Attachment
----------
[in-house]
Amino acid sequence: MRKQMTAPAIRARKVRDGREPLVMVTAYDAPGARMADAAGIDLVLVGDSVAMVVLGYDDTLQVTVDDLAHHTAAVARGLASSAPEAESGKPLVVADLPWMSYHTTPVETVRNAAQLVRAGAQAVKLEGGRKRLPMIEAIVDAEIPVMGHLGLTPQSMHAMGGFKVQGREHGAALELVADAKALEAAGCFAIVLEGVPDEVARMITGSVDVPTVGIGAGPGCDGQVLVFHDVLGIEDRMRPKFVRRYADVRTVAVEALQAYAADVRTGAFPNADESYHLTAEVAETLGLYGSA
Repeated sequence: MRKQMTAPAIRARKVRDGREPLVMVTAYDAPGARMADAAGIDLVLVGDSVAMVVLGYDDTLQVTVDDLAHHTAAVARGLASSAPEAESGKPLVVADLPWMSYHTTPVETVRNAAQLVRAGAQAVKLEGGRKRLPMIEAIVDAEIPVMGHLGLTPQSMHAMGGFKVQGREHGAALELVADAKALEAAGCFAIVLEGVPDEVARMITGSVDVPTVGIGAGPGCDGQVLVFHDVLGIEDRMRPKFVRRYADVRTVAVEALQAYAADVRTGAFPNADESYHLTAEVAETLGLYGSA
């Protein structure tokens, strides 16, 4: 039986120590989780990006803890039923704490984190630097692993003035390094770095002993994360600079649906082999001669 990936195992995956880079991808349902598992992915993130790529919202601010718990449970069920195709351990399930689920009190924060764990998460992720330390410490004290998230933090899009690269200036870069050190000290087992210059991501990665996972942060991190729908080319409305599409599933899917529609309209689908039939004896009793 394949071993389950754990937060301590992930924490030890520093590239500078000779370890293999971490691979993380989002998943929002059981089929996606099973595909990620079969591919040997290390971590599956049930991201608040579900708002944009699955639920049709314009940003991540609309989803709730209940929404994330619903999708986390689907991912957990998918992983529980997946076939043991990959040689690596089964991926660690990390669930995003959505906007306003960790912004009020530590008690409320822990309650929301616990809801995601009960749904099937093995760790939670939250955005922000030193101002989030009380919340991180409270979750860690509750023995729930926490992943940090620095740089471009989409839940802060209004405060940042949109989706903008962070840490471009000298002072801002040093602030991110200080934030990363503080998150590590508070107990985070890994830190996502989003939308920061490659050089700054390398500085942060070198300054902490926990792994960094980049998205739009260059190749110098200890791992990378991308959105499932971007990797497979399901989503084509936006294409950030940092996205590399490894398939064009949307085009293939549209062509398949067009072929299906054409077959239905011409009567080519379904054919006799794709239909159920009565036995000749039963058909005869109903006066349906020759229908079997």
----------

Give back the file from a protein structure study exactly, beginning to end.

[in-house]
Amino acid sequence: MRKQMTAPAIRARKVRDGREPLVMVTAYDAPGARMADAAGIDLVLVGDSVAMVVLGYDDTLQVTVDDLAHHTAAVARGLASSAPEAESGKPLVVADLPWMSYHTTPVETVRNAAQLVRAGAQAVKLEGGRKRLPMIEAIVDAEIPVMGHLGLTPQSMHAMGGFKVQGREHGAALELVADAKALEAAGCFAIVLEGVPDEVARMITGSVDVPTVGIGAGPGCDGQVLVFHDVLGIEDRMRPKFVRRYADVRTVAVEALQAYAADVRTGAFPNADESYHLTAEVAETLGLYGSA
Repeated sequence: MRKQMTAPAIRARKVRDGREPLVMVTAYDAPGARMADAAGIDLVLVGDSVAMVVLGYDDTLQVTVDDLAHHTAAVARGLASSAPEAESGKPLVVADLPWMSYHTTPVETVRNAAQLVRAGAQAVKLEGGRKRLPMIEAIVDAEIPVMGHLGLTPQSMHAMGGFKVQGREHGAALELVADAKALEAAGCFAIVLEGVPDEVARMITGSVDVPTVGIGAGPGCDGQVLVFHDVLGIEDRMRPKFVRRYADVRTVAVEALQAYAADVRTGAFPNADESYHLTAEVAETLGLYGSA
């Protein structure tokens, strides 16, 4: 039986120590989780990006803890039923704490984190630097692993003035390094770095002993994360600079649906082999001669 990936195992995956880079991808349902598992992915993130790529919202601010718990449970069920195709351990399930689920009190924060764990998460992720330390410490004290998230933090899009690269200036870069050190000290087992210059991501990665996972942060991190729908080319409305599409599933899917529609309209689908039939004896009793 394949071993389950754990937060301590992930924490030890520093590239500078000779370890293999971490691979993380989002998943929002059981089929996606099973595909990620079969591919040997290390971590599956049930991201608040579900708002944009699955639920049709314009940003991540609309989803709730209940929404994330619903999708986390689907991912957990998918992983529980997946076939043991990959040689690596089964991926660690990390669930995003959505906007306003960790912004009020530590008690409320822990309650929301616990809801995601009960749904099937093995760790939670939250955005922000030193101002989030009380919340991180409270979750860690509750023995729930926490992943940090620095740089471009989409839940802060209004405060940042949109989706903008962070840490471009000298002072801002040093602030991110200080934030990363503080998150590590508070107990985070890994830190996502989003939308920061490659050089700054390398500085942060070198300054902490926990792994960094980049998205739009260059190749110098200890791992990378991308959105499932971007990797497979399901989503084509936006294409950030940092996205590399490894398939064009949307085009293939549209062509398949067009072929299906054409077959239905011409009567080519379904054919006799794709239909159920009565036995000749039963058909005869109903006066349906020759229908079997």